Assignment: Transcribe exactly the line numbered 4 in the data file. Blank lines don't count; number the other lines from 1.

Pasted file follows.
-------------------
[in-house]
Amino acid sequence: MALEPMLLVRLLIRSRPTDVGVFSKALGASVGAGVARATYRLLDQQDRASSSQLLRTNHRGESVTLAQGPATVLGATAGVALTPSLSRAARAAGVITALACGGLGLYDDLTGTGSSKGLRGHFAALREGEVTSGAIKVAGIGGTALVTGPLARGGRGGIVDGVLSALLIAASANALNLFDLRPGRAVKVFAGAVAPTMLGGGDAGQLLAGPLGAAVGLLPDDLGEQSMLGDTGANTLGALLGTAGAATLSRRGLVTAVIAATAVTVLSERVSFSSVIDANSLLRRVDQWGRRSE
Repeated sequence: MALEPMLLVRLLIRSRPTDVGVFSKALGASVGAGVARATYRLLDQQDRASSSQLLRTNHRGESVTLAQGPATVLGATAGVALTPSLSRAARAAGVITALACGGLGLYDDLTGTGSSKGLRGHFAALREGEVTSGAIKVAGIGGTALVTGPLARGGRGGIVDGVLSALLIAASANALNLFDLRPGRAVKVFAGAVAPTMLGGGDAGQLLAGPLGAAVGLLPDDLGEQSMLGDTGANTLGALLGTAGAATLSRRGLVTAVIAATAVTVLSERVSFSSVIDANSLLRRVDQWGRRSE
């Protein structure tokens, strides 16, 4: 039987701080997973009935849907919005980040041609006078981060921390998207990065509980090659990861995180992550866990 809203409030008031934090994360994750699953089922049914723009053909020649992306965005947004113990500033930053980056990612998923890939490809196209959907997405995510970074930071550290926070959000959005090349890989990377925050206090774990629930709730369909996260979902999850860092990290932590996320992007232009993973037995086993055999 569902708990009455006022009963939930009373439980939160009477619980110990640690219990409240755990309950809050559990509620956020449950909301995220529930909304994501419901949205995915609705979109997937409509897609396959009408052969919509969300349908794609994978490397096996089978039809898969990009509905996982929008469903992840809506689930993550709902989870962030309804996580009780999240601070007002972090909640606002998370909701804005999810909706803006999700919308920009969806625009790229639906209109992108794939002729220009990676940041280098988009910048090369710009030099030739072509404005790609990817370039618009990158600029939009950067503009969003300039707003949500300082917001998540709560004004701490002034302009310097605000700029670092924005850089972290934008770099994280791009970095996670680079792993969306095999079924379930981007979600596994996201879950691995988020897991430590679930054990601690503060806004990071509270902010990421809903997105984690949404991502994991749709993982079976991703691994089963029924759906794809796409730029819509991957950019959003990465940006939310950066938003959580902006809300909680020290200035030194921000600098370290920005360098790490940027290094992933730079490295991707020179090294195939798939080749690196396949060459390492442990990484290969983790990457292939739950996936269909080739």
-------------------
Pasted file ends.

């Protein structure tokens, strides 16, 4: 039987701080997973009935849907919005980040041609006078981060921390998207990065509980090659990861995180992550866990 809203409030008031934090994360994750699953089922049914723009053909020649992306965005947004113990500033930053980056990612998923890939490809196209959907997405995510970074930071550290926070959000959005090349890989990377925050206090774990629930709730369909996260979902999850860092990290932590996320992007232009993973037995086993055999 569902708990009455006022009963939930009373439980939160009477619980110990640690219990409240755990309950809050559990509620956020449950909301995220529930909304994501419901949205995915609705979109997937409509897609396959009408052969919509969300349908794609994978490397096996089978039809898969990009509905996982929008469903992840809506689930993550709902989870962030309804996580009780999240601070007002972090909640606002998370909701804005999810909706803006999700919308920009969806625009790229639906209109992108794939002729220009990676940041280098988009910048090369710009030099030739072509404005790609990817370039618009990158600029939009950067503009969003300039707003949500300082917001998540709560004004701490002034302009310097605000700029670092924005850089972290934008770099994280791009970095996670680079792993969306095999079924379930981007979600596994996201879950691995988020897991430590679930054990601690503060806004990071509270902010990421809903997105984690949404991502994991749709993982079976991703691994089963029924759906794809796409730029819509991957950019959003990465940006939310950066938003959580902006809300909680020290200035030194921000600098370290920005360098790490940027290094992933730079490295991707020179090294195939798939080749690196396949060459390492442990990484290969983790990457292939739950996936269909080739």